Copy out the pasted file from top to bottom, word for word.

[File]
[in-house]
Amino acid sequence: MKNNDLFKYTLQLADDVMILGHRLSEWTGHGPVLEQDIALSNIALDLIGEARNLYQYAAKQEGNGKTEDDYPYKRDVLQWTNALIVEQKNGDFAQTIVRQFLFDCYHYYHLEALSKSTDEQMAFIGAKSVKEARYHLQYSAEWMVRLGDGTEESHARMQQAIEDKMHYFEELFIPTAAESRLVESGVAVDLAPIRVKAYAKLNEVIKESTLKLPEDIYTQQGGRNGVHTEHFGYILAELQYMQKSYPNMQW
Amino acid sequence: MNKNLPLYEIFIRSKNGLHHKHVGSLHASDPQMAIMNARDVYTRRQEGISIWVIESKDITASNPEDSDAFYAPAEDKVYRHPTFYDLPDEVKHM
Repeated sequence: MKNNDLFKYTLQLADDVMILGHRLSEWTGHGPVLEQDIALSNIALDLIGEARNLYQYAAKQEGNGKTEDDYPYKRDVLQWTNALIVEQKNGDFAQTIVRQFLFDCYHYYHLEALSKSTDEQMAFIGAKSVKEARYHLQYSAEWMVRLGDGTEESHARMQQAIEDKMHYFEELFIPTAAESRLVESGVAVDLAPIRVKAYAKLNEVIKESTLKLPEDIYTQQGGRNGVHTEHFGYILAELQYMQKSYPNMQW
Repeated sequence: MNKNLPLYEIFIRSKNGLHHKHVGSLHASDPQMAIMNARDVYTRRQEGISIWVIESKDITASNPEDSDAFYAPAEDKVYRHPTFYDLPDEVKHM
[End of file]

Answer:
[in-house]
Amino acid sequence: MKNNDLFKYTLQLADDVMILGHRLSEWTGHGPVLEQDIALSNIALDLIGEARNLYQYAAKQEGNGKTEDDYPYKRDVLQWTNALIVEQKNGDFAQTIVRQFLFDCYHYYHLEALSKSTDEQMAFIGAKSVKEARYHLQYSAEWMVRLGDGTEESHARMQQAIEDKMHYFEELFIPTAAESRLVESGVAVDLAPIRVKAYAKLNEVIKESTLKLPEDIYTQQGGRNGVHTEHFGYILAELQYMQKSYPNMQW
Amino acid sequence: MNKNLPLYEIFIRSKNGLHHKHVGSLHASDPQMAIMNARDVYTRRQEGISIWVIESKDITASNPEDSDAFYAPAEDKVYRHPTFYDLPDEVKHM
Repeated sequence: MKNNDLFKYTLQLADDVMILGHRLSEWTGHGPVLEQDIALSNIALDLIGEARNLYQYAAKQEGNGKTEDDYPYKRDVLQWTNALIVEQKNGDFAQTIVRQFLFDCYHYYHLEALSKSTDEQMAFIGAKSVKEARYHLQYSAEWMVRLGDGTEESHARMQQAIEDKMHYFEELFIPTAAESRLVESGVAVDLAPIRVKAYAKLNEVIKESTLKLPEDIYTQQGGRNGVHTEHFGYILAELQYMQKSYPNMQW
Repeated sequence: MNKNLPLYEIFIRSKNGLHHKHVGSLHASDPQMAIMNARDVYTRRQEGISIWVIESKDITASNPEDSDAFYAPAEDKVYRHPTFYDLPDEVKHM